Date of Award
Doctor of Philosophy
This dissertation addresses three novel problems in the visual-based target tracking field using a team of mobile observers/guards. In all the problems, there is a mobile and unpredictable target/intruder inside a closed and polygonal environment. A team of observers must maintain the target inside the field of view of at least one observer all the time. We explore the coordination and motion strategies that the observers require to achieve their objective when they are constrained to move along fixed paths in the environment. This work lays some ground on the target tracking field when the observers have limited motion capabilities, so it builds a bridge between typical pursuit-evasion games where the observer can move freely in the environment, and area coverage in robotics with static sensors. In the first problem, a team of diagonal guards is deployed inside the polygon to provide mobile coverage. In the first problem, we formulate the target tracking task as a multi-robot task allocation (MRTA) problem. Leveraging on guard deployment strategies in art gallery problems for mobile coverage, we show that the problem of finding the minimum speed of guards to persistently track a single mobile intruder is NP-hard. Next, for a given maximum speed of the intruder and the guards, we propose a technique to partition the polygon, and compute a feasible allocation of guards to the partitions. We prove the correctness of the proposed algorithm, and show its completeness for a specific class of inputs. We extend the proposed techniques to address guard deployment and allocation strategies for non-simple polygons and multiple intruders. Additionally, a hybrid automaton is designed to model the problem with a single intruder, and sufficient conditions are presented for the team of diagonal guards to guarantee persistent surveillance.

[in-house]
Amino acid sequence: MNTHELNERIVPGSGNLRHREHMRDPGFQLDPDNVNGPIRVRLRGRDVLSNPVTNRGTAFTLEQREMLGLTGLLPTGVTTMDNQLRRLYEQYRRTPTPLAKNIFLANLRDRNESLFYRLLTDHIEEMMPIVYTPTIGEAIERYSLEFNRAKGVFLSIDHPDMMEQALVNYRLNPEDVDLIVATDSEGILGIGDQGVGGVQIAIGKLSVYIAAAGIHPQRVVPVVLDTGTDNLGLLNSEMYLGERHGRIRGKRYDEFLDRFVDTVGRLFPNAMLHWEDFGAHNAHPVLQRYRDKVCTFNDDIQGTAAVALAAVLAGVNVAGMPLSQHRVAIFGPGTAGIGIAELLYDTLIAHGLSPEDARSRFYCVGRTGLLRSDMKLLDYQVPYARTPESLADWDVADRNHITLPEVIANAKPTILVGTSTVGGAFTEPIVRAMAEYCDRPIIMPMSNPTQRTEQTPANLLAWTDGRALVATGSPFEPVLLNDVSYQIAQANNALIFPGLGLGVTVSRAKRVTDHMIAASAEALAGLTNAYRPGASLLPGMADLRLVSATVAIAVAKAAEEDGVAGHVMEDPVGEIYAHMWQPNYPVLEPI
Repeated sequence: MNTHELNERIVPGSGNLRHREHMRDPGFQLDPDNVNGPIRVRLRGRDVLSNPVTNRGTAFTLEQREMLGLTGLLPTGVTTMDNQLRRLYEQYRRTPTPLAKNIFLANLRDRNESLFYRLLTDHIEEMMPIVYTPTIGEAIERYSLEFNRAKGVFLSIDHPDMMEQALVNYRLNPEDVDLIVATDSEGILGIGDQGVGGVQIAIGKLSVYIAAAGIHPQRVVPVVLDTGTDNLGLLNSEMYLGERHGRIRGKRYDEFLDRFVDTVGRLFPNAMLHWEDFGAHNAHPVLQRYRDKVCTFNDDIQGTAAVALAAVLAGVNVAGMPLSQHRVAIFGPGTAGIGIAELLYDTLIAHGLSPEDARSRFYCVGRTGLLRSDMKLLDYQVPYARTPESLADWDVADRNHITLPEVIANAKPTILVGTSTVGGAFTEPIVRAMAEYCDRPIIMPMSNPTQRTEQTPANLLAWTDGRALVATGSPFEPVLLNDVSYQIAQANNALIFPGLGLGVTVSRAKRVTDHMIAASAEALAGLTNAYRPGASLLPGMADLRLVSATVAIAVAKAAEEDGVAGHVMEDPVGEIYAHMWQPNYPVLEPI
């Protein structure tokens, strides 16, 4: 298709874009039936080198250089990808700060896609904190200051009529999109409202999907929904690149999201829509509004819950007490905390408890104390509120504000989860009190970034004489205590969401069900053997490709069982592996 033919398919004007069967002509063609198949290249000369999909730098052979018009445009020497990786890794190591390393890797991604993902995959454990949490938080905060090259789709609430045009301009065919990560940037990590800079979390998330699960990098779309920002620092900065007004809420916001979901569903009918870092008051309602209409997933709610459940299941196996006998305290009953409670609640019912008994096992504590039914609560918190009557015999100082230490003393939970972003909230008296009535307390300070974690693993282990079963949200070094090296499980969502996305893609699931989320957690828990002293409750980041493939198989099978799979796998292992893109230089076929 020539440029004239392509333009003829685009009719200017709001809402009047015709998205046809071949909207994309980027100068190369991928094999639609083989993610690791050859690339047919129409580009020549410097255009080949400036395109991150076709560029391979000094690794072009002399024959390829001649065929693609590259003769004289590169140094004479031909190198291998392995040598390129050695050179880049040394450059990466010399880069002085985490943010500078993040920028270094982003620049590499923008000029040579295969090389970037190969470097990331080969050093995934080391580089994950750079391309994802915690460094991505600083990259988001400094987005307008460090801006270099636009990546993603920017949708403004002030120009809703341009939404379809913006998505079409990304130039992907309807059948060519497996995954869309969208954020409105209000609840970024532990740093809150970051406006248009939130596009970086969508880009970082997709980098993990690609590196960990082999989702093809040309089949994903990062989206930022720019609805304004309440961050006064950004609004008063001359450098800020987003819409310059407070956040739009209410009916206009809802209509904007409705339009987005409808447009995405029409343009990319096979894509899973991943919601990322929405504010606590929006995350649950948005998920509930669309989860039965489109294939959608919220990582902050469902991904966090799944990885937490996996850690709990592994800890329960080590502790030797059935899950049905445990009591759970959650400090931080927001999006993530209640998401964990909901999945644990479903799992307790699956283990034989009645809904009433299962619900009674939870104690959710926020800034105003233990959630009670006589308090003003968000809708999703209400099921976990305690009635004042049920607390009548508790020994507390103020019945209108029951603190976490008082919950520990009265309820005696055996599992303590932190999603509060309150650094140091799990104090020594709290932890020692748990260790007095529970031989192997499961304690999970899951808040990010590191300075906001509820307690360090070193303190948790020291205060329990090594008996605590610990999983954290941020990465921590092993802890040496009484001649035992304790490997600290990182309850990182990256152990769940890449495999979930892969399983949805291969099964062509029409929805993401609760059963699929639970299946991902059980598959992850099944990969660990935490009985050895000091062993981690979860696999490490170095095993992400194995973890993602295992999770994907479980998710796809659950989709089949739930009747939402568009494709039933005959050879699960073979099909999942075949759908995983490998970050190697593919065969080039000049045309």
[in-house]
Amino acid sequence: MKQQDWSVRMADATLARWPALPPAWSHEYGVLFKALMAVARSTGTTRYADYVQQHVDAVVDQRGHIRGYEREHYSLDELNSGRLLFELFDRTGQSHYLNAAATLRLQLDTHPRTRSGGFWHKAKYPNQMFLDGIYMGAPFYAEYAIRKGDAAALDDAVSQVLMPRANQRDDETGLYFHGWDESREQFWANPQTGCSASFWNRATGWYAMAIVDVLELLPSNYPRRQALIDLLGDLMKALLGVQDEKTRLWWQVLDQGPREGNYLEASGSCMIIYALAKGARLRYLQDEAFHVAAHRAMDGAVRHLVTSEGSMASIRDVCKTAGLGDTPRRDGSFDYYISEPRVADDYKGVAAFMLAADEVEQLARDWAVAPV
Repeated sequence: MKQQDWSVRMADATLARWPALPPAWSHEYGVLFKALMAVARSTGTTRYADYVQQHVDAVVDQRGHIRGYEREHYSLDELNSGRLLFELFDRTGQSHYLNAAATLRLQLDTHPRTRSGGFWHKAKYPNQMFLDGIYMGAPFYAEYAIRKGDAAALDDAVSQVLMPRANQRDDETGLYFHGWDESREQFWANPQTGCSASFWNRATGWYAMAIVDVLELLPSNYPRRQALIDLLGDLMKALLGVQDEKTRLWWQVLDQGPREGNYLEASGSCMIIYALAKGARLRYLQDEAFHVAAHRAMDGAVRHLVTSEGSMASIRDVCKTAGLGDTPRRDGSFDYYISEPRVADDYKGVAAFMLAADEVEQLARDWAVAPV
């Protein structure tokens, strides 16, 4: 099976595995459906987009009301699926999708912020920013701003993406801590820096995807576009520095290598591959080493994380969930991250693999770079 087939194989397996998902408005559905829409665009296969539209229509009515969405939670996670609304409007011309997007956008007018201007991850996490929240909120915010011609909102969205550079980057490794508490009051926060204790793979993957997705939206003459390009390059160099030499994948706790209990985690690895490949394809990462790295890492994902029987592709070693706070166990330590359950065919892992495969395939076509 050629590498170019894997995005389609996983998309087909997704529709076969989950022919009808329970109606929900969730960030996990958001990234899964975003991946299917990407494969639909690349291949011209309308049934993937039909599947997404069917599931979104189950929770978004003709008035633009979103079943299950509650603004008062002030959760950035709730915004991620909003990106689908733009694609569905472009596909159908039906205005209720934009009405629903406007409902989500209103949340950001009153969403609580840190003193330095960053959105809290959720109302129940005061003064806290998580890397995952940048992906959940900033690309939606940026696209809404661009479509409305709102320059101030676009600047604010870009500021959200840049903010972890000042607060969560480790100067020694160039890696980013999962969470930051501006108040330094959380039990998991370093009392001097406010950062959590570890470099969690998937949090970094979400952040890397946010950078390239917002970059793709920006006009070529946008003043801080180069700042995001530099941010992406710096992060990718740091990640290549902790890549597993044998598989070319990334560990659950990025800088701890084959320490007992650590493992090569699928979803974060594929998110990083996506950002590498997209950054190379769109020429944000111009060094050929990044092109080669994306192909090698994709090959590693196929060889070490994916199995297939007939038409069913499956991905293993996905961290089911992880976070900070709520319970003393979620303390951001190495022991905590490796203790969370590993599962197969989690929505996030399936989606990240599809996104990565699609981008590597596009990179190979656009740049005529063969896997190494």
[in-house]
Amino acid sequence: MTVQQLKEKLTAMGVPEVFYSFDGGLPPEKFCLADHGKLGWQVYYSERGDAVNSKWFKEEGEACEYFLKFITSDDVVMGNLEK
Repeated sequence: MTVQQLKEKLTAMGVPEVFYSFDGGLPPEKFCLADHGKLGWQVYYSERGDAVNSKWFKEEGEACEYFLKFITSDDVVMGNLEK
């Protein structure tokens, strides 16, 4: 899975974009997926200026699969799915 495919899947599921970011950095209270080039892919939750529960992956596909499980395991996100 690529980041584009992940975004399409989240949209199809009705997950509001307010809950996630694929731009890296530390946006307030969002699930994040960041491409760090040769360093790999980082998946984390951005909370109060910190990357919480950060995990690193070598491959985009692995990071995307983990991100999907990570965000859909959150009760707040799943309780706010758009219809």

In the second problem, a team of static and mobile guards track a mobile intruder with unknown maximum speed. We consider the special case when the mobile guards are restricted to move along the diagonals of a polygonal environment. First, we present an algorithm to identify candidate vertices in a polygon at which
either static guards can be placed or they can serve as an endpoint of the segment on which mobile guards move. Finally, we present a strategy to activate/deactivate static guards based on the speed of the intruder. For the third problem, we consider the case of a single guard and a single intruder. The guard can move along a more complex trajectory and its responsible of persistently tracking the intruder. The concept of a p-route is introduced, which is the fixed path of the mobile observer. Next, we address the problem of minimizing the speed required by the observer to guarantee persistent tracking along a given p-route, which is proven to be at most three times the optimal speed. We propose a metric for tracking to estimate a sufficient speed for the observer given the geometry of the environment. A reactive motion strategy for the observer is presented. Moreover, we show that the problem of finding the p-route on which the observer requires minimum speed is computationally intractable. Finally, an iterative technique is proposed to modify an initial p-route to get a new path where the minimum speed required for persistent tracking is minimized.
Guillermo Jesus Laguna
Laguna, Guillermo Jesus, "Multirobot deployment, coordination and tracking strategies: A computational-geometric approach" (2020). Graduate Theses and Dissertations. 17824.
Available for download on Thursday, June 16, 2022